Review: City of Gold, Wharf 1 Theatre, Sydney Theatre Company, Walsh Bay – Thursday, 19 May, 2022. Reviewed by associate editor and special writer John Moyle.
Two worlds collide in the Sydney Theatre Company’s production of Meyne Wyatt’s City of Gold, which takes the audience on a journey of racial disparity and societal neglect while examining the bonds that hold a family together: no matter how tenuously.
Wyatt, as writer and the central character, has wisely left the direction of this play to Shari Sebbens, allowing him to concentrate on his role as the actor Breythe Black, who, after a successful career path, has landed a role as a lap-lap wearing Aboriginal promoting a “prestigious lamb ad”.
After answering a call from his brother Mateo to come home as his father has died, he walks from the production and returns to Kalgoorlie and his family.
This is where the script and Wyatt’s role takes off as he is confronted by guilt about not being present when his father died, the alienation of being away from his culture for so long, plus the pressures applied by the family to share his relative wealth on booze and cigarettes.
Rapid-fire dialogue gives little time for reflection as the family members shift blame and find resolution before new conflicts appear.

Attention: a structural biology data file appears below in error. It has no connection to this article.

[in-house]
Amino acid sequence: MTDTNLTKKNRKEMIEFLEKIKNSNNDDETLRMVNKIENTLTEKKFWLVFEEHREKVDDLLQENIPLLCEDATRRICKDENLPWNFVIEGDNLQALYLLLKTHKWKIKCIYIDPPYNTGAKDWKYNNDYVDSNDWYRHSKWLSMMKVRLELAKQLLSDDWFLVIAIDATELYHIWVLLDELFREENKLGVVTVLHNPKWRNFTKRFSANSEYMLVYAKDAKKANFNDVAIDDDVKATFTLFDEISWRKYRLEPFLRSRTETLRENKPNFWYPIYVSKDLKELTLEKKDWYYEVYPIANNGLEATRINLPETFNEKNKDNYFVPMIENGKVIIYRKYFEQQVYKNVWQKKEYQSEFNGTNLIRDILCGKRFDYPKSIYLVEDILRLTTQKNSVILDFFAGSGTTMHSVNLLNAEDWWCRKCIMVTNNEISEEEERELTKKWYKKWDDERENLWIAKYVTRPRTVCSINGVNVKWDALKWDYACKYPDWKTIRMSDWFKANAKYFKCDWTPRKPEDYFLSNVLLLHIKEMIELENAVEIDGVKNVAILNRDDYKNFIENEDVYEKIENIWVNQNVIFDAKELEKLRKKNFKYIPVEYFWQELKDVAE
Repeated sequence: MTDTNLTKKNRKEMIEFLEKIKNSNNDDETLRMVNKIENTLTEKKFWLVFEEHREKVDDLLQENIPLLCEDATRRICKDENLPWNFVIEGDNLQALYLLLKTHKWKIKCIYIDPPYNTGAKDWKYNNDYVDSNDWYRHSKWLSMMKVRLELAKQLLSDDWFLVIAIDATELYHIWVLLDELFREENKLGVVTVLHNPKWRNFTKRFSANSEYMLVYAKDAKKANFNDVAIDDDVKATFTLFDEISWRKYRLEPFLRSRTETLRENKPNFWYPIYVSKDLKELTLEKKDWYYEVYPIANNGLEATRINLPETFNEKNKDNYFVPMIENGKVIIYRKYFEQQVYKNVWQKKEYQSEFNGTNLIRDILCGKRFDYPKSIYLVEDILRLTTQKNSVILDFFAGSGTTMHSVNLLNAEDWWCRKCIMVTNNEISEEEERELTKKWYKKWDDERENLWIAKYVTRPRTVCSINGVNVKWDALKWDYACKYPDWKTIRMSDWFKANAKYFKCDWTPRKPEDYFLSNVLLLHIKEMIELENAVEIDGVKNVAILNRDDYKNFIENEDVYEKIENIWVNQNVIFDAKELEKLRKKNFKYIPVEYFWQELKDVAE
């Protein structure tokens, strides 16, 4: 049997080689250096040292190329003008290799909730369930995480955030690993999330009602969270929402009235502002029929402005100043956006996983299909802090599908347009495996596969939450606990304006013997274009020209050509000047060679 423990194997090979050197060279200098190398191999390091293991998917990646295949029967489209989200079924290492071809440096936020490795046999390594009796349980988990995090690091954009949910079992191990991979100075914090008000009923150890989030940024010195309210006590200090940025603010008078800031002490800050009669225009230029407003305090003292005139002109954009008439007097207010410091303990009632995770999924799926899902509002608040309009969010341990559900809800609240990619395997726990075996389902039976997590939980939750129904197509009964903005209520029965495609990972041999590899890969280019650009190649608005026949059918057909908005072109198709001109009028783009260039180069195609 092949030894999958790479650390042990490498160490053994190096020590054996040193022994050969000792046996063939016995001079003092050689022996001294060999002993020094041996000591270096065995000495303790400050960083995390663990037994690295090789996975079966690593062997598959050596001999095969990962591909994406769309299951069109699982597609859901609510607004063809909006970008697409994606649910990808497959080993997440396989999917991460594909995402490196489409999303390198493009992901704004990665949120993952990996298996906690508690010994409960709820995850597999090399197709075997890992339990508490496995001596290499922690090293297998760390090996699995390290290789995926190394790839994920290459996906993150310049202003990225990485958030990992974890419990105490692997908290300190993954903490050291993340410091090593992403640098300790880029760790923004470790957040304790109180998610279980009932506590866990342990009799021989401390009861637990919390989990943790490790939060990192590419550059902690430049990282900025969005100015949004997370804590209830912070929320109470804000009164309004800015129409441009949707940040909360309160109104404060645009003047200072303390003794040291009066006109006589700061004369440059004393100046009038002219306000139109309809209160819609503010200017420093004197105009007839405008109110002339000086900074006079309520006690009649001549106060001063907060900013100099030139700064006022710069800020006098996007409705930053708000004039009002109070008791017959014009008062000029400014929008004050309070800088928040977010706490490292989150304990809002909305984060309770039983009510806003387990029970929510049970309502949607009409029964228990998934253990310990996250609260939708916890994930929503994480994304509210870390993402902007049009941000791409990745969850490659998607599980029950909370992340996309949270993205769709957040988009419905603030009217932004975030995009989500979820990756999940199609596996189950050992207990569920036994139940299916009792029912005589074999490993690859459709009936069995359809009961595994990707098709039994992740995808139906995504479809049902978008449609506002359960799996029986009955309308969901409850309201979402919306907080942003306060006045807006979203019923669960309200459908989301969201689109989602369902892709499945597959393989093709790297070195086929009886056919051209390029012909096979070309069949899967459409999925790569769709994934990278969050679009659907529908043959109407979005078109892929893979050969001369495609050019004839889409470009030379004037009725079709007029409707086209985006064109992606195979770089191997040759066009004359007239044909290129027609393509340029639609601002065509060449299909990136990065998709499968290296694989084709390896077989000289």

The play takes place in the single set of an imaginatively designed house, which becomes another, often dark character that allows the actors to transition time and reposition as they move through and exit from their interior lives.
Nothing is off the table as they navigate the funeral of their departed father, who appears and disappears as the various family members reflect on their intertwined relationships that lay the family and their interactions with broader society bare.
The highlight is Wyatt’s monologue at the beginning of act two, which is an extended version of the monologue Wyatt stunned a Q+A audience with in 2020.
This is also where Wyatt’s writing and performance focuses, as he examines the future of Aboriginal Australians still being regarded as second-class citizens, citing police brutality and deaths in custody – issues that have impacted on his own family.
The figure of 500 deaths in custody with no convictions is shocking and brings Indigenous people closer to the harsh realities of the #BlackLivesMatter movement worldwide, with still no solution in sight.
In this production, Wyatt is supported by a cast that is sometimes unable to match his intensity but Ian Michael as the partially deaf character Cliffhanger is a standout.
The ending comes with an impact that equals any season closer on Netflix’s series Ozark.
That Wyatt is something special to watch is evident through this production, along with his ever growing list of film and television credits and awards.
John Moyle is the associate editor and special writer for the Sydney Sentinel.
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